Alternately coatings may be formed from solutions of the fluoroelastomer compound. The solution may be formed by solvating conventionally mixed material in a compatible solvent such as MEK, MIBK, MAK, acetone or hexafluorobenzene. Alternately, the material may be mixed by adding the ingredients to a compatible solvent such as MEK and/or MIBK, MAK, acetone or hexafluorobenzene and solvating the fluoroelastomer in place with the ingredients of the formulation. In either case the solvated fluoroelastomer can then be applied by methods of spray, dip, ring or curtain coating or, in a preferred procedure, by flow coating.
After desolvation these coatings are cured and post cured.
The coating may be applied to hard or elastomeric, inorganic or organic substrates. The composition may function as a unitary element; i.e. the coating may be the substrate as well as the release layer of the element (as in the case of a belt).
Where the coating is applied to a hard substrate, the coating thickness is typically, but not limited to, from about 5 μm to about 6.4 mm, preferably from about 100 to 300 μm. Where the coating is applied to an elastomeric substrate, the coating thickness is typically, but not limited to, from about 5 μm to about 100 μm, preferably from about 15 to about 55 μm. Where the composition functions as a unitary element, the component thickness is typically, but not limited to, from about 75 μm to about 6.5 mm, preferably from about 1 mm to 5 mm.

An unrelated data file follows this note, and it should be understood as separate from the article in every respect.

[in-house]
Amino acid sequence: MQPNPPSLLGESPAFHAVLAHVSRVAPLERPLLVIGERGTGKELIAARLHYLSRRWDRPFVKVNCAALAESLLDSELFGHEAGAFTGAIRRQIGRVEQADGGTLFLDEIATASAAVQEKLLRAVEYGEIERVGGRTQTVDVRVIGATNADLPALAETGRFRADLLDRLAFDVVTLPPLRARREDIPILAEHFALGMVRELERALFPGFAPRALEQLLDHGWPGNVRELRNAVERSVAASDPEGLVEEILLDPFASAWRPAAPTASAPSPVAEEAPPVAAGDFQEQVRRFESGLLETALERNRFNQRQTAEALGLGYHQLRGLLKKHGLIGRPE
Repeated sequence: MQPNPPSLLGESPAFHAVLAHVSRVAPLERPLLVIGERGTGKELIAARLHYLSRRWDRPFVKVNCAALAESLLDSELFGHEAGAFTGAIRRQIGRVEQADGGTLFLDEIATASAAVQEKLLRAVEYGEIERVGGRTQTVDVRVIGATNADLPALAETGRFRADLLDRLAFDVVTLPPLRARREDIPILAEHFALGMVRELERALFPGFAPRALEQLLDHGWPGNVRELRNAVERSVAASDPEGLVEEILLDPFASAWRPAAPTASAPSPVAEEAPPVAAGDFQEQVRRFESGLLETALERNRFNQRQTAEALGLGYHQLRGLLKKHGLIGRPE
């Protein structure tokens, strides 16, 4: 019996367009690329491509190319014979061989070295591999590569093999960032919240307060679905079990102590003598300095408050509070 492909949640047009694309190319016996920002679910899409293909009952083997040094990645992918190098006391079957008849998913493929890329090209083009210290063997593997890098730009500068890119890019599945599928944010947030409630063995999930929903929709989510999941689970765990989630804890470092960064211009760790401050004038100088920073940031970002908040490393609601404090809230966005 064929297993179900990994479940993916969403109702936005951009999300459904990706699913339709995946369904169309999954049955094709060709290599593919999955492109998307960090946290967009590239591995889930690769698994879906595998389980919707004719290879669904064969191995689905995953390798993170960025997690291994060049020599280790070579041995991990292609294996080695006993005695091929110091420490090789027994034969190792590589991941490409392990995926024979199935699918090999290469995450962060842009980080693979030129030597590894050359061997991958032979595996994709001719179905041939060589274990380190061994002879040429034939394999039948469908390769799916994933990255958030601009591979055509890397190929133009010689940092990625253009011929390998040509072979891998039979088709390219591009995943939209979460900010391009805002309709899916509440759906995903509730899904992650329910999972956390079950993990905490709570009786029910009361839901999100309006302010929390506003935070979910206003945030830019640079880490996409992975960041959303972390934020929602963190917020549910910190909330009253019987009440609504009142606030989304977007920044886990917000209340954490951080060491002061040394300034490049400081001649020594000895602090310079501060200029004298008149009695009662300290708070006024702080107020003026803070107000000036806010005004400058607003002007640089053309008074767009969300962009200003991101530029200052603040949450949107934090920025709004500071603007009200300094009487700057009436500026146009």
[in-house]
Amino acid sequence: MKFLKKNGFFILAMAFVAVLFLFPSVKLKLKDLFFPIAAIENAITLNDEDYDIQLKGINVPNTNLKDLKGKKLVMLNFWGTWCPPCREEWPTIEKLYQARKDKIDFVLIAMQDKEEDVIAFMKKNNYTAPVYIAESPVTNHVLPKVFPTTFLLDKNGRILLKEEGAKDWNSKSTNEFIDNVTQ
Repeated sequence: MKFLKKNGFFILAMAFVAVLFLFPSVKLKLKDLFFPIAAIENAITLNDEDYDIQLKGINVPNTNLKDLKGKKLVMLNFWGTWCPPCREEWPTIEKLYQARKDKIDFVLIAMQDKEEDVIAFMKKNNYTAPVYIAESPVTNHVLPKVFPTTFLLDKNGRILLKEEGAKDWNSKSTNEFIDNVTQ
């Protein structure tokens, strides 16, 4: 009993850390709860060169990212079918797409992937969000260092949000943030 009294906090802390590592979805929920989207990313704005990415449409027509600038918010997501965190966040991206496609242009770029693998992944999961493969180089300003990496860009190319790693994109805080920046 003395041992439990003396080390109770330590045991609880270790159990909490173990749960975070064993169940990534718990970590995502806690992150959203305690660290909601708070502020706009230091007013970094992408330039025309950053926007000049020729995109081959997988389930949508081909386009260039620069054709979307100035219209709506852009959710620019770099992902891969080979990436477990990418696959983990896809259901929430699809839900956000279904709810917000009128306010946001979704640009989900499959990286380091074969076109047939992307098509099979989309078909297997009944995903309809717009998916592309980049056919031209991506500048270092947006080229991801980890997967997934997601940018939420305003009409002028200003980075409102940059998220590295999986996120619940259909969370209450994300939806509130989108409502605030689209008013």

Adhesives for the above coatings are known to the art. Appropriate adhesives such as an adhesive layer comprising a copolymer of vinylidene fluoride and hexafluoropropylene and at least 20% by weight of the adhesive layer of a coupling agent comprising at least one organo functional silane are described in Bingham et al., U.S. Pat. No. 5,049,444 dated Sep. 17, 1991 and entitled Silane Adhesive System For Fusing Member, the disclosure of which is incorporated herein and made a part of this application. Other suitable adhesives are described in Finn et al., U.S. Pat. No. 5,332,641 dated Jul. 26, 1994 and entitled Fuser Member with an Amino Silane Adhesive Layer, the disclosure of which is incorporated herein and made a part of this application.